By Morgan Lyle
You can now buy a rod from the Tenkara Bum – and not just any rod: a high-end Daiwa, just like the guys in Japan fish.
For two years, www.tenkarabum.com has been a retail outlet for tenkara lines, flies and accessories, as well as an excellent repository of tenkara lore. But only now has the Bum, whose real identity is Christopher Stewart of New York City, offered rods for sale.
Stewart enters a U.S. market that is dominated by Tenkara USA, which introduced tenkara tackle and methods to the western world in April 2009, and also Fountainhead and several smaller rod sellers. The difference is Tenkara Bum’s rods cost twice as much as anything else on the market outside of Japan.
“I think the tenkara market in the U.S. is now ready for some premium rods,” Stewart said. “Even the Daiwas I’m bringing in are not their most expensive series of rods. These are the mid-priced rods in Japan – or at least the mid-priced rods from one of the top name companies. They’re really, really nice rods, though, and I do think that once people decide they like tenkara, they’re going to love these rods.”
TenBum’s Daiwas include the LT series (level line/tapered line) in a 7:3 action in lengths from 10 feet, 7 inches to 14 feet, 5 inches and priced from $345 to $415; and two models in the 5:5 LL (level line) series, an 11-foot-8 for $360 and a 13-foot-5 for $400.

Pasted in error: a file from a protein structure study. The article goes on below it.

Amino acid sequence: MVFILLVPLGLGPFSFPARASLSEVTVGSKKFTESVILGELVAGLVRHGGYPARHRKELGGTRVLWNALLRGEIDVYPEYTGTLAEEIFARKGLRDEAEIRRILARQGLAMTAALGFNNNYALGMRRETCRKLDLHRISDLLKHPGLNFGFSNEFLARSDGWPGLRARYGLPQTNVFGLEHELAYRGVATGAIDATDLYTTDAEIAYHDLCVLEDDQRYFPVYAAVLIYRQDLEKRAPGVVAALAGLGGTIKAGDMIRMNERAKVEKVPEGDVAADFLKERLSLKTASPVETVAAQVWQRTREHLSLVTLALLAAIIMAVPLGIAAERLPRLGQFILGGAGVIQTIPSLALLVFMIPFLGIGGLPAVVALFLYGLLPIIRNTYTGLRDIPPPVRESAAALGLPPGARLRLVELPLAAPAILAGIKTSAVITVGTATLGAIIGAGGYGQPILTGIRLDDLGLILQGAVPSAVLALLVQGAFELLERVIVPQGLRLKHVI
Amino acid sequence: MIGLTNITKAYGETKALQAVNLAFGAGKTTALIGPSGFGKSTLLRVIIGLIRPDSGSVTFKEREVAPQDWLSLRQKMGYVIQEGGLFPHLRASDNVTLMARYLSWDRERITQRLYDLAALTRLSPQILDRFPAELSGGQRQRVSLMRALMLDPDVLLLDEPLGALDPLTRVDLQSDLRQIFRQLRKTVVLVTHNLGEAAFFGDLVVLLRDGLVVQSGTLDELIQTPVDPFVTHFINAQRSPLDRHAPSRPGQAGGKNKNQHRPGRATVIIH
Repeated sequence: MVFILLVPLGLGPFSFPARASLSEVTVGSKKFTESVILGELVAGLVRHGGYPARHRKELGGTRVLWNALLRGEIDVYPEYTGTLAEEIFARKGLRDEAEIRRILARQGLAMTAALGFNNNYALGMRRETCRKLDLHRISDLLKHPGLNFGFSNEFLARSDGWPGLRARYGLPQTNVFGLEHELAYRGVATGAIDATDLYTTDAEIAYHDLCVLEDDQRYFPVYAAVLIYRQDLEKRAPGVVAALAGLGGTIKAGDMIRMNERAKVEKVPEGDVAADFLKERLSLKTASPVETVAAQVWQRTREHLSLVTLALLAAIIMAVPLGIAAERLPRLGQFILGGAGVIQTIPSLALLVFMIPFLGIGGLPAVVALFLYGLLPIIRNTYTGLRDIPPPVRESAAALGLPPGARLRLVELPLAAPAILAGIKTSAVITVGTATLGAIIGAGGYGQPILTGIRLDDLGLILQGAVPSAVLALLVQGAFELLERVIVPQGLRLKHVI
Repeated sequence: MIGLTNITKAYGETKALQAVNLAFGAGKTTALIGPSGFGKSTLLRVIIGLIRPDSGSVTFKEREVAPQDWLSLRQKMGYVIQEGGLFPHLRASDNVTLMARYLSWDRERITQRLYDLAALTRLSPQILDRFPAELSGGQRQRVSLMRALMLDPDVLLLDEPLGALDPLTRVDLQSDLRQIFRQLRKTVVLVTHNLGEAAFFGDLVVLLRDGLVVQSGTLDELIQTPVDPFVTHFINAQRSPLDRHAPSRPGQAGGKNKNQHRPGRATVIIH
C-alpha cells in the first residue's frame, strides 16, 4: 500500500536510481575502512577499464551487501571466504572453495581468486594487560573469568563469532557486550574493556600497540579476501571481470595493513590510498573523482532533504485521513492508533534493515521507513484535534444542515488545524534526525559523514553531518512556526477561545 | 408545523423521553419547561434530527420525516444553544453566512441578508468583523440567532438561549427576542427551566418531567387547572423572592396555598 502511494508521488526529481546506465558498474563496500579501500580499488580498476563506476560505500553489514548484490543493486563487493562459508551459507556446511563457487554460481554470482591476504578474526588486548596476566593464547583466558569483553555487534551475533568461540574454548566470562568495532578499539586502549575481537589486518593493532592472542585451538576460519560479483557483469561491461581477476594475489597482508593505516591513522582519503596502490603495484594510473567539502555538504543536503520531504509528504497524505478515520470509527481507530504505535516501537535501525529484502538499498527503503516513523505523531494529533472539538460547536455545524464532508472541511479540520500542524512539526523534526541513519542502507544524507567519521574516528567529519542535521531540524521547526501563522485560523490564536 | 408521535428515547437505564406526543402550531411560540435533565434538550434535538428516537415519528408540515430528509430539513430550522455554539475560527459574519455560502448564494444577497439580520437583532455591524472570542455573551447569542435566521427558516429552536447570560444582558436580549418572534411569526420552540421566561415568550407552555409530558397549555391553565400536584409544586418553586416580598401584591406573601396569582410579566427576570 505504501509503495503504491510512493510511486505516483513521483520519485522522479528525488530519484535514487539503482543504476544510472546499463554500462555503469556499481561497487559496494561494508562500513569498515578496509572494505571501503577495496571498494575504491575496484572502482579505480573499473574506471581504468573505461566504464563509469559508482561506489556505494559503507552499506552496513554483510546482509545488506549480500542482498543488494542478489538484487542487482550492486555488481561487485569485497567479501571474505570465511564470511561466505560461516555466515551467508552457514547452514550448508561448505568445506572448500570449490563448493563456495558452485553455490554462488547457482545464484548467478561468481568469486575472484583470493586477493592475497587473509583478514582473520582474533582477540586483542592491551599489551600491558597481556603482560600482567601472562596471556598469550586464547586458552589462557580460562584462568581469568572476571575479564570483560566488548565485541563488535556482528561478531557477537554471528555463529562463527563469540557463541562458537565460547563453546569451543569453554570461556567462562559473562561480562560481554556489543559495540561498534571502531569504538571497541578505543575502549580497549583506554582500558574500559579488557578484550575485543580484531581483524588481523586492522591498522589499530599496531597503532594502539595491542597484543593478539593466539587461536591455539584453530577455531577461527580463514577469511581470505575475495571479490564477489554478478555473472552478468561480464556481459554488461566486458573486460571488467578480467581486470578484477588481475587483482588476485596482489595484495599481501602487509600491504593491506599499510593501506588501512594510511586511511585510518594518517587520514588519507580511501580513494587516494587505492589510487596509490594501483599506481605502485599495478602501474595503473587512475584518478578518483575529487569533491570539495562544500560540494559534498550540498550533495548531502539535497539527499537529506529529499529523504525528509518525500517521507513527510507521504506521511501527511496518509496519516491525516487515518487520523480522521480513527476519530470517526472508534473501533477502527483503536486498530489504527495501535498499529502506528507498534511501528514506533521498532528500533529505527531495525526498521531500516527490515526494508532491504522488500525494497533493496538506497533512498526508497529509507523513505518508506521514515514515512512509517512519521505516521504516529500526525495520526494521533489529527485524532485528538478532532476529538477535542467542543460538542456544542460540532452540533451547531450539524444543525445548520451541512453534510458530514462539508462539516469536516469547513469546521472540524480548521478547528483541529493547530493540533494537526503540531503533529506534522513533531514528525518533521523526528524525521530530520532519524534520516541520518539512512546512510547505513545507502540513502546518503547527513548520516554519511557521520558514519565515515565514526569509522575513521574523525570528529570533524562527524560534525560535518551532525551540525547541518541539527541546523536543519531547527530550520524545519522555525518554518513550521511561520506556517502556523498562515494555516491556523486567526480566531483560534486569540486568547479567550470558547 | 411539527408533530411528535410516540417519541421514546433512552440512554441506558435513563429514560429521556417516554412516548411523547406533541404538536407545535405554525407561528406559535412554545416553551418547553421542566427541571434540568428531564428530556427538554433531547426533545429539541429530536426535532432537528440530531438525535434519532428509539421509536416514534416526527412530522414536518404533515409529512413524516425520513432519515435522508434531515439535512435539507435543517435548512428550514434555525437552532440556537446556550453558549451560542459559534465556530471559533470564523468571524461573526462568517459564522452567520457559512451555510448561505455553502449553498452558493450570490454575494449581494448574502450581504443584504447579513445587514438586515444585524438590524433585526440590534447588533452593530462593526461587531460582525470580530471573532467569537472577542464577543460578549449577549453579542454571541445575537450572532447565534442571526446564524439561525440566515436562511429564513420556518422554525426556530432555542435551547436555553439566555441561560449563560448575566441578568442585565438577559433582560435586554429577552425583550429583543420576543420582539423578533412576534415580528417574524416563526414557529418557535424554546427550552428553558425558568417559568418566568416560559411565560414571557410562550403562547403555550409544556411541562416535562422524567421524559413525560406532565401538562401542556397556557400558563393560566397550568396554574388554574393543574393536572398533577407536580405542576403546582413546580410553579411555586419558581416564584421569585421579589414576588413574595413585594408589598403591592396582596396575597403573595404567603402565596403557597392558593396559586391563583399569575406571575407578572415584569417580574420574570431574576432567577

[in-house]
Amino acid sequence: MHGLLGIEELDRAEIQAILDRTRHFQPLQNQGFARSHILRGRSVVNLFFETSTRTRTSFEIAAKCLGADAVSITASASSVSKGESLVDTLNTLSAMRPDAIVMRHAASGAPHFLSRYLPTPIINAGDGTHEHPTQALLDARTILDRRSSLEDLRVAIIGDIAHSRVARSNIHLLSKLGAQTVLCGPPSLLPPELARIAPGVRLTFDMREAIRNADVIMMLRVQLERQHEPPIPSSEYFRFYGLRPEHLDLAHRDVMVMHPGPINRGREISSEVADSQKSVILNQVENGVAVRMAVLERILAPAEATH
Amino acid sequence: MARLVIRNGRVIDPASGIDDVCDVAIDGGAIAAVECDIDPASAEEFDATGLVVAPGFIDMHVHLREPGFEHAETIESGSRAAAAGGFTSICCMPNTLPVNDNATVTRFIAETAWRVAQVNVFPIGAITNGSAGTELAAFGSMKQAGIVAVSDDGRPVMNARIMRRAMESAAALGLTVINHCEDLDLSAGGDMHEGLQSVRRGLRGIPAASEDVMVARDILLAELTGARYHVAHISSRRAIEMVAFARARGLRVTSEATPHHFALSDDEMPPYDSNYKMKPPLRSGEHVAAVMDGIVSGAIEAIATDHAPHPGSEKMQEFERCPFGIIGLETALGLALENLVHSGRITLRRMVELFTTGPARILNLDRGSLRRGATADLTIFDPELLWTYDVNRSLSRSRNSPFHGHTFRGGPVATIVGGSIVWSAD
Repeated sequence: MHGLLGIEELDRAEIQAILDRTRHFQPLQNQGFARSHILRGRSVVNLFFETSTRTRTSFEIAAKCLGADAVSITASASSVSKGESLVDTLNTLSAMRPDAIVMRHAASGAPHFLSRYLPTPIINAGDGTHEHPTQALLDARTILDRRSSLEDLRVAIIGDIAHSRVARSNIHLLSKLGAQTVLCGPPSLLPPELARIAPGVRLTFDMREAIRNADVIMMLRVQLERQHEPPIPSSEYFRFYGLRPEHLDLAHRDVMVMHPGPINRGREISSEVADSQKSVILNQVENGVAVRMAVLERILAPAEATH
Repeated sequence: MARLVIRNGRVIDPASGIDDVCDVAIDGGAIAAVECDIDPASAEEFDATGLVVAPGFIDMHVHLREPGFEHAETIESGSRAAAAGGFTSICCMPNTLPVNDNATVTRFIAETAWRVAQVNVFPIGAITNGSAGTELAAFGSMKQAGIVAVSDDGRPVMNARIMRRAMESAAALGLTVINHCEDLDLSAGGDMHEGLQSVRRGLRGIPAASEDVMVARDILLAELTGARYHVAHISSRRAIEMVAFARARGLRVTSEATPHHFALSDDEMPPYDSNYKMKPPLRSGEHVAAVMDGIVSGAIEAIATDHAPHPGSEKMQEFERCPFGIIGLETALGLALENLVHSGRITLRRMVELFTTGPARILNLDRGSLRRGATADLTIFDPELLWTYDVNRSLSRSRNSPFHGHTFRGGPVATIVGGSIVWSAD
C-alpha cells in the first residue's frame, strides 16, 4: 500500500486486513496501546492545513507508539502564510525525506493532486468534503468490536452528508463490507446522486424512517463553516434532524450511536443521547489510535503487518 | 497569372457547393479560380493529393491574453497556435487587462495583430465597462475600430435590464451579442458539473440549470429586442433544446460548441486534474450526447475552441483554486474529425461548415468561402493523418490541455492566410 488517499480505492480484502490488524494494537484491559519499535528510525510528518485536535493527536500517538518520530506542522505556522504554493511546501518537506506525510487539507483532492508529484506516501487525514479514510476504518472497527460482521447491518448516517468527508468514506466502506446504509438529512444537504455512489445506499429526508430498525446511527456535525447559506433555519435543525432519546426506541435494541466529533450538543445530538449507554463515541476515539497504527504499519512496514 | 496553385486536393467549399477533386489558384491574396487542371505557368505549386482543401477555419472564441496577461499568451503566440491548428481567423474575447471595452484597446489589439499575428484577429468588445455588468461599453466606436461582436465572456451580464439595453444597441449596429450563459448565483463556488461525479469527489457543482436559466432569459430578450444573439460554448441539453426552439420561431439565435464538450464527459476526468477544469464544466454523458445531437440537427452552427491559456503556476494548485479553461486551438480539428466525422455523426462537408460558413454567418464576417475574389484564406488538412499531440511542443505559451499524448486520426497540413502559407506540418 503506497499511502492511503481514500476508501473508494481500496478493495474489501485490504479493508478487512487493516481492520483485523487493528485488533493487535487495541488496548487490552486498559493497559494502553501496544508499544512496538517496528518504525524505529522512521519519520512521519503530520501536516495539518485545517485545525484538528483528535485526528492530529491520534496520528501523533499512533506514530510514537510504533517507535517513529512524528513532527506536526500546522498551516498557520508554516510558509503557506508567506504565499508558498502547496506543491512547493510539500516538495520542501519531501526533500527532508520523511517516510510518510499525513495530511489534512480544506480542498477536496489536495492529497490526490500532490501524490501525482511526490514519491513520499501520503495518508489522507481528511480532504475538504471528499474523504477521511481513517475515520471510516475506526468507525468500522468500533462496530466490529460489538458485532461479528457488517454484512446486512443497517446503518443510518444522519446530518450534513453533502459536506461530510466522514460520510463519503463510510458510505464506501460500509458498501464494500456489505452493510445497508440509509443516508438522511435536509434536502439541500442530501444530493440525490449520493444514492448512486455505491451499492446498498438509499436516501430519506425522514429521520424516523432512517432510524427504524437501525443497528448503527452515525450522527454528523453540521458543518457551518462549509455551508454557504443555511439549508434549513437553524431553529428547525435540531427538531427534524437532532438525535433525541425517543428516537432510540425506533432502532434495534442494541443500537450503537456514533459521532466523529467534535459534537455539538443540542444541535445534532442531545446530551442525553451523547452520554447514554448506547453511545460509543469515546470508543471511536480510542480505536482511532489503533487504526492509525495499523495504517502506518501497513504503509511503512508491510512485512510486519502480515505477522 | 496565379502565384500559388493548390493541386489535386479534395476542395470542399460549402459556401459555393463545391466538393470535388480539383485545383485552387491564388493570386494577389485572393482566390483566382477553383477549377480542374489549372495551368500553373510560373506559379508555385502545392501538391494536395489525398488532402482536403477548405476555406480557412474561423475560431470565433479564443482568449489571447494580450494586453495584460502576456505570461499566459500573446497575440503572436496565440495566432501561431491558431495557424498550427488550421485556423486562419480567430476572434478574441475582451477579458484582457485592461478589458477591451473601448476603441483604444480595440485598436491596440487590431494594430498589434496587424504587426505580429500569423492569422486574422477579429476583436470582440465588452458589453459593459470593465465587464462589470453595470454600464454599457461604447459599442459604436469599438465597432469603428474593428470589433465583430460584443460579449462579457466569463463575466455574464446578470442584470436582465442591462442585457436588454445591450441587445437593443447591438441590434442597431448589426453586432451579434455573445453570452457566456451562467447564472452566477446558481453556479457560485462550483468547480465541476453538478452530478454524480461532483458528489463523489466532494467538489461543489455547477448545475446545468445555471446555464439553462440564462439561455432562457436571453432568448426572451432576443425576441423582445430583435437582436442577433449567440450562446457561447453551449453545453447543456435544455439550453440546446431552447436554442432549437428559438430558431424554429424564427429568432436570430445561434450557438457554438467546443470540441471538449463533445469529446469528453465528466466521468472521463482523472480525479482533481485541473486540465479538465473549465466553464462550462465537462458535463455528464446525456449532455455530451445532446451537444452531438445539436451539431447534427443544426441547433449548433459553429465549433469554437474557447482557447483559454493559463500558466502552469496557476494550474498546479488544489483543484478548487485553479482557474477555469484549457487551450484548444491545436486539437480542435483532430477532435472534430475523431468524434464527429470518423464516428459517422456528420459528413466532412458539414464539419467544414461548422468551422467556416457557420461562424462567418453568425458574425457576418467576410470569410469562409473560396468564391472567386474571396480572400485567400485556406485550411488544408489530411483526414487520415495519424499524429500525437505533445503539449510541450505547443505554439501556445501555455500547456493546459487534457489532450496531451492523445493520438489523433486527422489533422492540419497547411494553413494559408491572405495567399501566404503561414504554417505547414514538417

The rod actions are a bit different than the tenkara rods we’re accustomed to in the U.S., Stewart reports. The faster-action 7:3 rods aren’t as stiff as other brands, and the 5:5s aren’t as soft – especially since the LL rods have hollow tips, which makes them a bit stiffer. Stewart explains all this on his site.
We tenkara enthusiasts have been wondering whether Daiwa and Shimano, the top tenkara rod companies in Japan, would begin selling to the U.S. market. So far, they haven’t; Stewart imports the Daiwas and says he sells them for about the manufacturer’s suggested retail price.
Until now, the only way western customers could buy a Daiwa or a Shimano was by dealing directly with a Japanese retailer, which isn’t very easy for those of us who don’t speak Japanese.